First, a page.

• Sin of Vagueness
  • Sin of Irrelevance
  • Sin of Fibbing
  • Sin of The Lesser of Two Evils

November 19, 2007 Posted by | environment, green marketing, public relations, Uncategorized | Leave a comment

Little Green Claims

Whenever this much hype springs up around a topic like green business, technology and building, it’s rightfully inevitable that the media pays closer attention to claims being made, as Ben Elgin did with BusinessWeek’s Little Green Lies. The same scrutiny occurred in 2000-2001 before the software industry consolidated when PeopleSoft, Siebel, Oracle and others started announcing new product upgrades faster than reporters could keep up. Were they really upgrading products or were the marketing departments shuffling around features and re-branding them as new in an effort to capitalize on all the buzz?

Rather than let the media do all the questioning, dozens of green auditing businesses seem to be popping up that can help make sure a company’s “claims” are valid. In the case below, SCS, a company that brands itself as “an independent certifier of environmental, sustainability, and food safety, quality and purity claims” developed an ad campaign aimed at helping companies move from greenwashing to accountability.

SCS Greenwashing Campaign

Organizations, associations and other third-parties like SCS seem to be creating their own systems, which appear to be moving the industry forward by helping companies put processes in place and understand what to talk about and what to leave on the shelf. This should lead to more real news, better educated businesses and less greenwashing, but with very few industry standards or benchmarks, relying on third parties’ homegrown systems could make for a bumpy ride. At this point it seems like the best option we’ve got.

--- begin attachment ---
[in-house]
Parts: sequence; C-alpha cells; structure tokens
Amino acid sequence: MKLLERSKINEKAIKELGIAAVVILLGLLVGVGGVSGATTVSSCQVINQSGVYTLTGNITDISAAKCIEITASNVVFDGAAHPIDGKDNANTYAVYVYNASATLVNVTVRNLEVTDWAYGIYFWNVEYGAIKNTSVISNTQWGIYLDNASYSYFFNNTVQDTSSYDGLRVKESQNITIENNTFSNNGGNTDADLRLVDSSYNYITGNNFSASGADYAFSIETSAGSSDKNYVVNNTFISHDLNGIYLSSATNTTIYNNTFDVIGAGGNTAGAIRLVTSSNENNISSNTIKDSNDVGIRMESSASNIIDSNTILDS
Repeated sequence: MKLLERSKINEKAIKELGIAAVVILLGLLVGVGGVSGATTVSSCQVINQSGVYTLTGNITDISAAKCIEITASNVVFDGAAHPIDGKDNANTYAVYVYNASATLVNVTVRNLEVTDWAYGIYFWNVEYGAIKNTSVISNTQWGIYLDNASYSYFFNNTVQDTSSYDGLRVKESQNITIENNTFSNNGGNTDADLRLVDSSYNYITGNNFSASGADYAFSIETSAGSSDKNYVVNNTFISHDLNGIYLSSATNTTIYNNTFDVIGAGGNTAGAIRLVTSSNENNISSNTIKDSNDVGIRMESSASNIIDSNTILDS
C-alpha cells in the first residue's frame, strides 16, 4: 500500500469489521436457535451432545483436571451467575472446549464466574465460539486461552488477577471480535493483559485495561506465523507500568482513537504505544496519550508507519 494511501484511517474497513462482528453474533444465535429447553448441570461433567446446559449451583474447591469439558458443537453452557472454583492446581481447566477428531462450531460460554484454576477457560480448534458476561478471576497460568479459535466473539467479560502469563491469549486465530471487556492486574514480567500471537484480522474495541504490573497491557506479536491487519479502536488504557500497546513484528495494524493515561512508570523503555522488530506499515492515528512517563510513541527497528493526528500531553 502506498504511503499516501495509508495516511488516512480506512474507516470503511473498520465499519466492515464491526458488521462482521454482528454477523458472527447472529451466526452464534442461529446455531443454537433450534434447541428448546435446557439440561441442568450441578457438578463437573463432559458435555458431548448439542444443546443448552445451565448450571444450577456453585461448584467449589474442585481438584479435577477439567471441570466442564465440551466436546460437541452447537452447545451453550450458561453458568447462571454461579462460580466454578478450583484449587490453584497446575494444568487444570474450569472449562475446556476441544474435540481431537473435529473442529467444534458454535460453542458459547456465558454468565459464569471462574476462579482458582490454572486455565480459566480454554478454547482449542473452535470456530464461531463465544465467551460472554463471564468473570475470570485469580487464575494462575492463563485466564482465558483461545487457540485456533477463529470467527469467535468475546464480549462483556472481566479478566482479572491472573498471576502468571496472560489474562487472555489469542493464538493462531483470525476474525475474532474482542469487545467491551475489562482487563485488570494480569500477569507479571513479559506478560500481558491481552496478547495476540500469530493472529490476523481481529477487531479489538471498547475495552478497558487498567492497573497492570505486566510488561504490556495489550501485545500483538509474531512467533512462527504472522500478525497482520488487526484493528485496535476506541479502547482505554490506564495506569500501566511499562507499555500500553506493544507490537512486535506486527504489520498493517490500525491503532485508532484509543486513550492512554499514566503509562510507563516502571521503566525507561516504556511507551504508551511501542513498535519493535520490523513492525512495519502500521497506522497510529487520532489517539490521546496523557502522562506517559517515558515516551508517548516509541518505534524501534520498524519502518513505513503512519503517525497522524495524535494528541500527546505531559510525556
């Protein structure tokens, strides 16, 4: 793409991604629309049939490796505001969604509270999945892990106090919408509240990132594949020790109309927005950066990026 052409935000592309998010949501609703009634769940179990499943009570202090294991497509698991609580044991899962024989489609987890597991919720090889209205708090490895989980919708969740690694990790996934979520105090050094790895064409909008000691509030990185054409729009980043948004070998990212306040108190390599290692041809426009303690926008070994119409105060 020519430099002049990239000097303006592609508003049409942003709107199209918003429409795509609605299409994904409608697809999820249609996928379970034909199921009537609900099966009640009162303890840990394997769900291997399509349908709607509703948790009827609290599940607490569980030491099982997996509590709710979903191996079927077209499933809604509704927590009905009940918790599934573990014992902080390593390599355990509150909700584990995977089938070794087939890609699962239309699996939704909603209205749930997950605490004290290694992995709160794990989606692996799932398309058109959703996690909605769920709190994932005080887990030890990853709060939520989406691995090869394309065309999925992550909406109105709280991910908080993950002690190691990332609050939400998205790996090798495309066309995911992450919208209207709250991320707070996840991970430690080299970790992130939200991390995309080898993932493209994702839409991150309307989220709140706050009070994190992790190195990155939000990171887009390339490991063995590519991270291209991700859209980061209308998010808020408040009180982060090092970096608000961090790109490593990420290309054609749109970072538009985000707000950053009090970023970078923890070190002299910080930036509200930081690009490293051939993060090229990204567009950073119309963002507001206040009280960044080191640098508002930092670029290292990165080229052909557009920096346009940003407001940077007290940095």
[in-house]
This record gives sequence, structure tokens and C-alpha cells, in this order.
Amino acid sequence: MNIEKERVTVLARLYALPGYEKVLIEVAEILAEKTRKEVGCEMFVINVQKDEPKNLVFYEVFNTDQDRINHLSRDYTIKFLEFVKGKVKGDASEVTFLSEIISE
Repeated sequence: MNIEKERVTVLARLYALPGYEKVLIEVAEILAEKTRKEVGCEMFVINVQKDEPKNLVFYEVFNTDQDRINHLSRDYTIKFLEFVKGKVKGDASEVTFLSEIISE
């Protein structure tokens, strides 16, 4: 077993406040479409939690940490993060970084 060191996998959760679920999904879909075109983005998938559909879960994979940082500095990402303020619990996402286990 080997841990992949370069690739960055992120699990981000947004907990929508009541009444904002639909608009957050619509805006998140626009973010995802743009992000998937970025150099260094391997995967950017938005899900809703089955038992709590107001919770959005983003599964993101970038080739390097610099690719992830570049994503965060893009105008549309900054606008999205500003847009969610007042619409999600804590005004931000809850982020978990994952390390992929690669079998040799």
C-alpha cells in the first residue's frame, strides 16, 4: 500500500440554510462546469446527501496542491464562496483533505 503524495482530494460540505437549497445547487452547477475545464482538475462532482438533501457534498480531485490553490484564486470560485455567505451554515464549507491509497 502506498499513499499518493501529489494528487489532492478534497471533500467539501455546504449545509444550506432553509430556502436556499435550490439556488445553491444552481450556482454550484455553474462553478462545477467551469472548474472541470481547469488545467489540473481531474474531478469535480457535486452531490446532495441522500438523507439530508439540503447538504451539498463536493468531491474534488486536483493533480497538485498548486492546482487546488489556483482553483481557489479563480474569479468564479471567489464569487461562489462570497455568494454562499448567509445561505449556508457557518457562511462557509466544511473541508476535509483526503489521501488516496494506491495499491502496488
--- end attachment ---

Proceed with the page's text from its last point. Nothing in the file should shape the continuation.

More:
I caught this ad in a fancy online brochure for the upcoming Greenbuild Conference in Chicago.

November 1, 2007 Posted by | environment, green marketing, green tech, media, public relations, sustainable business, Uncategorized | Leave a comment

Green Q&A: Greentech Media’s Jennifer Kho

Greentech Media Logo

I think there’s some dust collecting on this blog. I set it aside to tour the country with my seven-month old son for six weeks. My first post since returning is with Jennifer Kho of the recently launched Greentech Media. I first met Jennifer last year when Text 100 was introducing its clean tech group. At the time, she was at still at Red Herring and was one of the few people reporting daily on green business topics. She was nice enough to sit down with us then to share her thoughts on the emerging clean tech industry. A year later, she has a great thing going at Greentech Media, which dubs itself as an “integrated online-media company comprised of cutting-edge news, in-depth market research, and focused industry events.”

Swain: I subscribe to a lot of green newsletters and RSS feeds and more seem to be popping up every day. Is there enough news to support all of the people writing about it?

Kho: Yes, I still think there is plenty of news left to cover (and uncover) in this area. The players are so diverse, involving energy, transportation, energy efficiency, energy management, water and air and so on, that I think a number of reporters are needed to cover the industry thoroughly.